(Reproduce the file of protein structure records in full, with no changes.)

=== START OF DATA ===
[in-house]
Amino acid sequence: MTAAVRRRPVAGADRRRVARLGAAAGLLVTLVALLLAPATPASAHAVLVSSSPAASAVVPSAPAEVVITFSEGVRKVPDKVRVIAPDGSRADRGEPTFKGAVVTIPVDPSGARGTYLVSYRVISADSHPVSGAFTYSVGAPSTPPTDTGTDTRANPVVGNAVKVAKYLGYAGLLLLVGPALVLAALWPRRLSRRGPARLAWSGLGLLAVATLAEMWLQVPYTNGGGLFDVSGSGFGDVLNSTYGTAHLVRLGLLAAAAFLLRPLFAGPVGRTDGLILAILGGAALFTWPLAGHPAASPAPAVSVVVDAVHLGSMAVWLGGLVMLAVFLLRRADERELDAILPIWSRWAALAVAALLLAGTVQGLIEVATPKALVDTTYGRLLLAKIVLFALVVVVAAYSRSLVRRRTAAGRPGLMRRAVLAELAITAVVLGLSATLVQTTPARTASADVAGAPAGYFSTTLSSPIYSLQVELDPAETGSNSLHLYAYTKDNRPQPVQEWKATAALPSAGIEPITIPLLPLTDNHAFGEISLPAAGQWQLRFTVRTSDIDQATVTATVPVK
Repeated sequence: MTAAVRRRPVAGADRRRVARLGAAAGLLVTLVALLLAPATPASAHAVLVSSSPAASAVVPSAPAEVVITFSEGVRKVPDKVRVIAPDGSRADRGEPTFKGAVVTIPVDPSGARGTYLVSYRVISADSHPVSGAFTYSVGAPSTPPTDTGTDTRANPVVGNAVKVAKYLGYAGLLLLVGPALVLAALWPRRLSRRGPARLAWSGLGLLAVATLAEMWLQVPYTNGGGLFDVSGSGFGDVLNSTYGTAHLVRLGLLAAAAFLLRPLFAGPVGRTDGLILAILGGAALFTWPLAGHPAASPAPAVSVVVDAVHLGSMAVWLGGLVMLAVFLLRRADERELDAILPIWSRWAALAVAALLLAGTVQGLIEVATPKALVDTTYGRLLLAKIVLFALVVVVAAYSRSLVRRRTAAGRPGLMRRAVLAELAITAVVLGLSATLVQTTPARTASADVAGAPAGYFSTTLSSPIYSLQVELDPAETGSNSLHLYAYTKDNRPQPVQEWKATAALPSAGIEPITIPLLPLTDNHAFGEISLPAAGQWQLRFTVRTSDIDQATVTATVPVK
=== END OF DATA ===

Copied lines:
[in-house]
Amino acid sequence: MTAAVRRRPVAGADRRRVARLGAAAGLLVTLVALLLAPATPASAHAVLVSSSPAASAVVPSAPAEVVITFSEGVRKVPDKVRVIAPDGSRADRGEPTFKGAVVTIPVDPSGARGTYLVSYRVISADSHPVSGAFTYSVGAPSTPPTDTGTDTRANPVVGNAVKVAKYLGYAGLLLLVGPALVLAALWPRRLSRRGPARLAWSGLGLLAVATLAEMWLQVPYTNGGGLFDVSGSGFGDVLNSTYGTAHLVRLGLLAAAAFLLRPLFAGPVGRTDGLILAILGGAALFTWPLAGHPAASPAPAVSVVVDAVHLGSMAVWLGGLVMLAVFLLRRADERELDAILPIWSRWAALAVAALLLAGTVQGLIEVATPKALVDTTYGRLLLAKIVLFALVVVVAAYSRSLVRRRTAAGRPGLMRRAVLAELAITAVVLGLSATLVQTTPARTASADVAGAPAGYFSTTLSSPIYSLQVELDPAETGSNSLHLYAYTKDNRPQPVQEWKATAALPSAGIEPITIPLLPLTDNHAFGEISLPAAGQWQLRFTVRTSDIDQATVTATVPVK
Repeated sequence: MTAAVRRRPVAGADRRRVARLGAAAGLLVTLVALLLAPATPASAHAVLVSSSPAASAVVPSAPAEVVITFSEGVRKVPDKVRVIAPDGSRADRGEPTFKGAVVTIPVDPSGARGTYLVSYRVISADSHPVSGAFTYSVGAPSTPPTDTGTDTRANPVVGNAVKVAKYLGYAGLLLLVGPALVLAALWPRRLSRRGPARLAWSGLGLLAVATLAEMWLQVPYTNGGGLFDVSGSGFGDVLNSTYGTAHLVRLGLLAAAAFLLRPLFAGPVGRTDGLILAILGGAALFTWPLAGHPAASPAPAVSVVVDAVHLGSMAVWLGGLVMLAVFLLRRADERELDAILPIWSRWAALAVAALLLAGTVQGLIEVATPKALVDTTYGRLLLAKIVLFALVVVVAAYSRSLVRRRTAAGRPGLMRRAVLAELAITAVVLGLSATLVQTTPARTASADVAGAPAGYFSTTLSSPIYSLQVELDPAETGSNSLHLYAYTKDNRPQPVQEWKATAALPSAGIEPITIPLLPLTDNHAFGEISLPAAGQWQLRFTVRTSDIDQATVTATVPVK